By Rick Wolcott*
Young clergy and newly ordained clergy of the East Ohio Conference embarked on a 10-day pilgrimage to the Holy Land in early February. The trip was the result of a joint effort between Bishop Tracy S. Malone and Brian Sheetz, executive director of the Methodist Foundation of Ohio.
“We both shared a vision of wanting to provide an experience where they themselves would have an opportunity to deepen their own faith walk but also, too, become more knowledgeable of Scripture with the hope that it would help to inform their ministry, teaching, and preaching in their local churches,” Malone said.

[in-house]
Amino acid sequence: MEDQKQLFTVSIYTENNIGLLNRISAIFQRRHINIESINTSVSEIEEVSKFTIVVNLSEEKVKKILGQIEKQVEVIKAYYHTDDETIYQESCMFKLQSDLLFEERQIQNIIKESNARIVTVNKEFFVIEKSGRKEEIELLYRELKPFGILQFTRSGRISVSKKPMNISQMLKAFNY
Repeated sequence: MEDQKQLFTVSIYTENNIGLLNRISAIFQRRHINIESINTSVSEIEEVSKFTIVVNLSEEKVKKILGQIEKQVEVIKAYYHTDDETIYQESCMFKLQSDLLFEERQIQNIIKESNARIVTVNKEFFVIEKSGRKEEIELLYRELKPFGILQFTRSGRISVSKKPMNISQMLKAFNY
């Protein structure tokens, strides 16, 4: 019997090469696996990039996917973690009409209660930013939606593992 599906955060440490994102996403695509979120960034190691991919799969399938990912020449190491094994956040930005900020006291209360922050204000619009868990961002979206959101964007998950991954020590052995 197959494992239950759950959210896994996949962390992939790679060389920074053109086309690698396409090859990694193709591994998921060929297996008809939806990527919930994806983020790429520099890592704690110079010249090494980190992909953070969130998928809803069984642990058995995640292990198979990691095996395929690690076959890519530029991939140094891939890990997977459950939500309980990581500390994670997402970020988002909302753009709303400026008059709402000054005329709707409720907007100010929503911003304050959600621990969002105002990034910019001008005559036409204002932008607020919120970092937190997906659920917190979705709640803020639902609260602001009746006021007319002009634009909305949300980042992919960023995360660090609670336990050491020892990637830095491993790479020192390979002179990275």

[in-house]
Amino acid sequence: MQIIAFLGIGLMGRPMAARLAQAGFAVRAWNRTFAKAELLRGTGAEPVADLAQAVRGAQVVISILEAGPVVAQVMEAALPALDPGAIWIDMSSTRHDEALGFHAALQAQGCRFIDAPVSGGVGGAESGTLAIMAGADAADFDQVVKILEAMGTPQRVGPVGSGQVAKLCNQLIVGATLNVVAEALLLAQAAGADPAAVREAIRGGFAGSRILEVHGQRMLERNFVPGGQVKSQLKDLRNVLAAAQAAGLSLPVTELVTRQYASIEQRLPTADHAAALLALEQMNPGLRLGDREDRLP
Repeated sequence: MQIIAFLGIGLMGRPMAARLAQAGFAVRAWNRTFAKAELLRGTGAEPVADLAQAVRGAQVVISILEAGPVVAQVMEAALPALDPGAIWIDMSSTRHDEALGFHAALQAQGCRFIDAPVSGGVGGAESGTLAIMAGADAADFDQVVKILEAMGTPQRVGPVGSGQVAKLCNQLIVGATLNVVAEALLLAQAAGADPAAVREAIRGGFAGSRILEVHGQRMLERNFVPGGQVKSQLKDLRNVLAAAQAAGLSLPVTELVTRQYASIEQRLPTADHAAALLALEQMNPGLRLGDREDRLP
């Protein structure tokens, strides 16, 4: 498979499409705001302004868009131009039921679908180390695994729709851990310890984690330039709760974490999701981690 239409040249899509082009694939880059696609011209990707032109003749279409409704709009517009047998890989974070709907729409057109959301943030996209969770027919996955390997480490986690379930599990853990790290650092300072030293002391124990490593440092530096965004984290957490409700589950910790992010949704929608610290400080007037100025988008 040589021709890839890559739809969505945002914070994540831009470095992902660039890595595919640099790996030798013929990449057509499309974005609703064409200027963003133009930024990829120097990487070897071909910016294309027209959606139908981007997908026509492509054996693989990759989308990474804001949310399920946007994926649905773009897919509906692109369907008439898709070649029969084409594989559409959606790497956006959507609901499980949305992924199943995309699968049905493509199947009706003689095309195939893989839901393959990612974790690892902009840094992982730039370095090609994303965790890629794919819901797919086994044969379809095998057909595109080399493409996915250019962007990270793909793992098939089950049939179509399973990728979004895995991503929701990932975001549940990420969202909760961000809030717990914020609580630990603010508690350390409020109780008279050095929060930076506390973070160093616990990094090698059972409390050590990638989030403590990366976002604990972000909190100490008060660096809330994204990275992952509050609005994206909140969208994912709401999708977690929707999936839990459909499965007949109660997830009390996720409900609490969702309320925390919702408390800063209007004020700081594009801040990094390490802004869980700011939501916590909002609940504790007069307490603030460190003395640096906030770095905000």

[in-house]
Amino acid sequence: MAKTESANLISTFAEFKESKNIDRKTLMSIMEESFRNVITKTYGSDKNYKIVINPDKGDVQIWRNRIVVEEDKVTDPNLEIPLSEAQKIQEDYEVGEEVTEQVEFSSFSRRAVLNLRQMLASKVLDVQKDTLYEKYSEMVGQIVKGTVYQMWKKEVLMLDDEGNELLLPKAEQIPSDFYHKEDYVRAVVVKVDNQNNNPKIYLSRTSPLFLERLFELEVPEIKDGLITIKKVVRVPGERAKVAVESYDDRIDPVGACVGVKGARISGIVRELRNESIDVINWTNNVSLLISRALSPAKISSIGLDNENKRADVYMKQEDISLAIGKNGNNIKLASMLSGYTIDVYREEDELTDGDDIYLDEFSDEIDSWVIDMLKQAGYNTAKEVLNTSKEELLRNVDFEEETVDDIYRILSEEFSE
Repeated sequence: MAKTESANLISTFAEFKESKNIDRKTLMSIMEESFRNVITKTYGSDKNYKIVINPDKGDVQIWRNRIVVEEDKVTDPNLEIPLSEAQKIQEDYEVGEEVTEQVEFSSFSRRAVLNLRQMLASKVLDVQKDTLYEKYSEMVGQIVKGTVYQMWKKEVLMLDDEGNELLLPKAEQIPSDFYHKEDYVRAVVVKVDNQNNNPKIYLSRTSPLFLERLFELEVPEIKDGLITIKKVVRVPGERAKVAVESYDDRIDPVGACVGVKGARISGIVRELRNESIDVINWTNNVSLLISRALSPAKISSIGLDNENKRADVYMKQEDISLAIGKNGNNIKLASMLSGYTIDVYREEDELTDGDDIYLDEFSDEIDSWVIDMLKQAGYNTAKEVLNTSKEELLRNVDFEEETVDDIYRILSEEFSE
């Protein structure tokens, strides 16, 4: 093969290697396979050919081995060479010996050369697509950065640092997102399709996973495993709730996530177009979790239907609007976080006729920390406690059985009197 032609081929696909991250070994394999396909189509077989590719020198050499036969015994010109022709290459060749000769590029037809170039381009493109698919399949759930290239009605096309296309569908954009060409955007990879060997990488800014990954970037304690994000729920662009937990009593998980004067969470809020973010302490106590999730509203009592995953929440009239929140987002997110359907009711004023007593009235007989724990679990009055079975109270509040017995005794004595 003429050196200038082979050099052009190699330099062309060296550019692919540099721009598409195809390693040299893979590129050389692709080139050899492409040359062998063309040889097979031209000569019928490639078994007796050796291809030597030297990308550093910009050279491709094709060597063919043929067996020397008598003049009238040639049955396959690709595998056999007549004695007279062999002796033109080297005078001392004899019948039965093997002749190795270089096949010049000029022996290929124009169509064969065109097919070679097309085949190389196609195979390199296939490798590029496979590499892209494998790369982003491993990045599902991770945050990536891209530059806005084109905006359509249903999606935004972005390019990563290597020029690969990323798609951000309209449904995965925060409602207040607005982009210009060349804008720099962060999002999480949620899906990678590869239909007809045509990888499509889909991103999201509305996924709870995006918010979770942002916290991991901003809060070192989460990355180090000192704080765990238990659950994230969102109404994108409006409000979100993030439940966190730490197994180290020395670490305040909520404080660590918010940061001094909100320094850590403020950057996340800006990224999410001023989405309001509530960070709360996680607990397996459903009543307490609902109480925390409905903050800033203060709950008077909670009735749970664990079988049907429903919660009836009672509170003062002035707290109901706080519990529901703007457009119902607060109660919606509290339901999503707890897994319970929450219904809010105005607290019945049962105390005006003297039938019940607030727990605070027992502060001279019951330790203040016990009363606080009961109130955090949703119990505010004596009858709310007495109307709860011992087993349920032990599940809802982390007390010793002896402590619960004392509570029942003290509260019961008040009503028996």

Sheetz shared that the Foundation has been focused on young clergy professional development for the past decade.
“We realize that a trip to the Holy Land can really be a critical part in that professional development, a chance to understand the scriptures better, a chance to preach more effectively about that time, a chance really to just understand the life of Jesus a bit more. It’s been a dream of ours for that long. Finally, this year we had grown to the point where we had the resources to make this happen and it’s been just a great week and we’re thrilled that we did it.”
The pilgrimage began in Bethlehem. There, the group of clergy, spouses and mentors visited the shepherd’s field, where they explored a cave used by shepherds to shield their flock from the elements and from predators. Later the East Ohio team entered the Church of the Nativity, built over the believed site of Jesus’ birth, and descended the steps into the grotto below the church to see the place where Jesus was born and the site only a few feet away where he was placed into the manger.